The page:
By Harold Roy Miller
Tearing Down Memories
I built my horse sheds out of wood and particle board.
At the time, it was about all we could afford.
But after seven years they looked more like a shantytown
And it was high time to take them down.
Adding to the problem, our ornery horses liked to chew
And they gnawed some support beams clean clear through.
So we decided it was time to bring some closure,
to all this tantalizing, tempting wood exposure.
Now I don’t like wasting time so we plunged right in
And bought some shiny twelve foot panels of tin.
The old sheds had to be torn down before we could build new stalls
So my wife and I started ripping down the old weathered walls
But as we began to dismantle the worn-out sheds,
Dormant memories started running through our heads.
I remembered all those trips to the hardware stores
To buy nails, cement and crooked two by fours.
We recalled the time I had smashed my left thumb
And how for weeks it was swollen, purple and numb.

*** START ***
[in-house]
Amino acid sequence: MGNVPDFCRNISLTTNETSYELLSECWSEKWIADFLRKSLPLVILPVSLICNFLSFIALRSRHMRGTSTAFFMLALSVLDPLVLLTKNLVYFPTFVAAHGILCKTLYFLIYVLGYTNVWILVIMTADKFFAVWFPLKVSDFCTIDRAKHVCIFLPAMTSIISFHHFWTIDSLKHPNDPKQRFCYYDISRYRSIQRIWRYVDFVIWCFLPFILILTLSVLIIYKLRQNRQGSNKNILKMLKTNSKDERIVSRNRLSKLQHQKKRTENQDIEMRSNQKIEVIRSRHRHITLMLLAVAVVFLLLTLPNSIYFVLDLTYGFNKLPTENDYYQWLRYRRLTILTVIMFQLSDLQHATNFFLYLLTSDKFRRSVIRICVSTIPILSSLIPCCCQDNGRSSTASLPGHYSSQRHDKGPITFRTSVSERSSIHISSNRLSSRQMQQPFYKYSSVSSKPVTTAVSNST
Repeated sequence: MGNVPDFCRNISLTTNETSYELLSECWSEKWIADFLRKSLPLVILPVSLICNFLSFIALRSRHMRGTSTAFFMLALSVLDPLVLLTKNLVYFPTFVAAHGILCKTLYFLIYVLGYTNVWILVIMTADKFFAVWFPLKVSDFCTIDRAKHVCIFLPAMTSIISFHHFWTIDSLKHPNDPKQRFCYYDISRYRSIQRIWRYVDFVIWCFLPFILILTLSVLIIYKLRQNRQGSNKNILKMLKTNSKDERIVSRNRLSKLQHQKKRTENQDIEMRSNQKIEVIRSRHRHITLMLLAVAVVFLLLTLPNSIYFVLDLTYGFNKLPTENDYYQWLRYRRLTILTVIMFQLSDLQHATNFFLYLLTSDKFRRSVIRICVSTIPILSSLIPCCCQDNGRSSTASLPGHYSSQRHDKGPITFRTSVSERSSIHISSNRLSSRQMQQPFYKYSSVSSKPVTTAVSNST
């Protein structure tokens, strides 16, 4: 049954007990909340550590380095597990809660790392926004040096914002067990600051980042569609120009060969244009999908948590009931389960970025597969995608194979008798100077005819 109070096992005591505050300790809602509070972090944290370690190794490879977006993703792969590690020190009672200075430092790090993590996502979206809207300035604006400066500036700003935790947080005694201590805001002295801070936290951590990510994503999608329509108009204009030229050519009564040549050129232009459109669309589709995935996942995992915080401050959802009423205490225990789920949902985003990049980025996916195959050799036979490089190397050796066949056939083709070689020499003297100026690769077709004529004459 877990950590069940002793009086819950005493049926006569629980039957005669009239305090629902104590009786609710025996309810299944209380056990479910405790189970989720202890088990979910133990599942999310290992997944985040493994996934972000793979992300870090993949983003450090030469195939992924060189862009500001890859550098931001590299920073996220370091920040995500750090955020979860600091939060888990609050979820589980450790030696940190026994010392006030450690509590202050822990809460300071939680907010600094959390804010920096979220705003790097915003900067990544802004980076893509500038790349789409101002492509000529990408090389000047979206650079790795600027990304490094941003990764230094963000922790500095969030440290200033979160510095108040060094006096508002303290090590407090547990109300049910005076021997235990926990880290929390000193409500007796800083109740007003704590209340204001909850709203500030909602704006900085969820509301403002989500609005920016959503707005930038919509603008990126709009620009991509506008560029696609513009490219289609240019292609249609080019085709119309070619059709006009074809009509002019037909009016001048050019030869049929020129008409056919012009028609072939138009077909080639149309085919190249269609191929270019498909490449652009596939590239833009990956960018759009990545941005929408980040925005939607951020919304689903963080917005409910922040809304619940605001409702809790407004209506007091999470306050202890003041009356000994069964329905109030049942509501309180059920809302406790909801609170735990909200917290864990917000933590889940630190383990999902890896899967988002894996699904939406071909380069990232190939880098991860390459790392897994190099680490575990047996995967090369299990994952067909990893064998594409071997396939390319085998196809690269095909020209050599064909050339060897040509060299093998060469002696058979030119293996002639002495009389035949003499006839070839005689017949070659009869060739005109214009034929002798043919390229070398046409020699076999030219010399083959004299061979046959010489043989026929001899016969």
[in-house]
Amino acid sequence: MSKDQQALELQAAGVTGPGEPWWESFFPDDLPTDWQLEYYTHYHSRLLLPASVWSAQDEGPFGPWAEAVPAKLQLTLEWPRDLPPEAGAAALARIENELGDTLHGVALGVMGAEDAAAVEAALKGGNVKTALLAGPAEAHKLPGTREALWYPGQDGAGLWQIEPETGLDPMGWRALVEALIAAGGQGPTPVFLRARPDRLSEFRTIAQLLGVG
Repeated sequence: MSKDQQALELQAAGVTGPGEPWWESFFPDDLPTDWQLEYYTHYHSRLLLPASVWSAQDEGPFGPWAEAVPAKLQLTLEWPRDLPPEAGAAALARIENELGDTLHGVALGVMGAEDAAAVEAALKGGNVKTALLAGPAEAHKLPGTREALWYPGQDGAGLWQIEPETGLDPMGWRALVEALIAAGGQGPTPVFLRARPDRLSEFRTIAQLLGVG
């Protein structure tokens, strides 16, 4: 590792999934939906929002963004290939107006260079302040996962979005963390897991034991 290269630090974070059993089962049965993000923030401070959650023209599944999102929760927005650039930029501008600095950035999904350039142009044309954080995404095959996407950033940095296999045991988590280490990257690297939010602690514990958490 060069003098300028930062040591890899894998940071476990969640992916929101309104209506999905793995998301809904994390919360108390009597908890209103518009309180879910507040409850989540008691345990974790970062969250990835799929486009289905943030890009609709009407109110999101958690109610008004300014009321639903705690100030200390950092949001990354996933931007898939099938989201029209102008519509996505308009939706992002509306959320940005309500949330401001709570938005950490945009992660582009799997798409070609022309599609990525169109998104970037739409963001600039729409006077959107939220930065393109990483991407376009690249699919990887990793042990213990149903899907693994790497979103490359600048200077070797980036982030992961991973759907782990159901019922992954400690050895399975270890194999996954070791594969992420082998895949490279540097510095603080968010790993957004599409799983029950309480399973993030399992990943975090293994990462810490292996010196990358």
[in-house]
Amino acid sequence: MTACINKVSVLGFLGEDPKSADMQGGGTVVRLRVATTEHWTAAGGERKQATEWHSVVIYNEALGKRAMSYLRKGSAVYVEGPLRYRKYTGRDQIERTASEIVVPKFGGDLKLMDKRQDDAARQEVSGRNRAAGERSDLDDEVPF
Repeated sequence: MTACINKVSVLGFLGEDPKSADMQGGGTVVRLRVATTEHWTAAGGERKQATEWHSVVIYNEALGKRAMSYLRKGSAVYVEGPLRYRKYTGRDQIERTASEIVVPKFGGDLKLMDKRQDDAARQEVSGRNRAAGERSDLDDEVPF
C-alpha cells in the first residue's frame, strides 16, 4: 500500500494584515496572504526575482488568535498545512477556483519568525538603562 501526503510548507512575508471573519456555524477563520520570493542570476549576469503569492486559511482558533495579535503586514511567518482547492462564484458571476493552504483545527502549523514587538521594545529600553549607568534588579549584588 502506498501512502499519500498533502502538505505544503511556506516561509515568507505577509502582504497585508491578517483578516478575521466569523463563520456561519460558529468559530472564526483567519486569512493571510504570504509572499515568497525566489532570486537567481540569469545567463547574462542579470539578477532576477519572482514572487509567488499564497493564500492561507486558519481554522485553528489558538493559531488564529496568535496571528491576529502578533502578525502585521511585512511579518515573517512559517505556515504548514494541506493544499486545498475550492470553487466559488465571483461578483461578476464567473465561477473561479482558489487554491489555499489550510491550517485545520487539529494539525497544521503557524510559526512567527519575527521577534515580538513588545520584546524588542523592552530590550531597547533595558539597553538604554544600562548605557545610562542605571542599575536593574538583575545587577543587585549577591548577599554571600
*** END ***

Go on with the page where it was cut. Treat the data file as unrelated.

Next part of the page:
My wife and I recollected about how we got a good laugh,
When we leaned on wall beam and it broke right in half.
I recalled all the hard work digging three-feet holes
So we could cement the big square corner poles.
We kind of got nostalgic about the demolition,
but ignored our feelings, kept working toward our mission.
We finally got those horse sheds ripped apart
And in the process tore a few memories from my heart.
Those shed building times were counted as good
But I learned my lesson about making stalls out of wood.
Now as I sit on my patio and survey my place
I can see a questioning look on my horse's face
But I am happy the long era of error finally ended
and those new tin sheds, my, they certainly look splendid!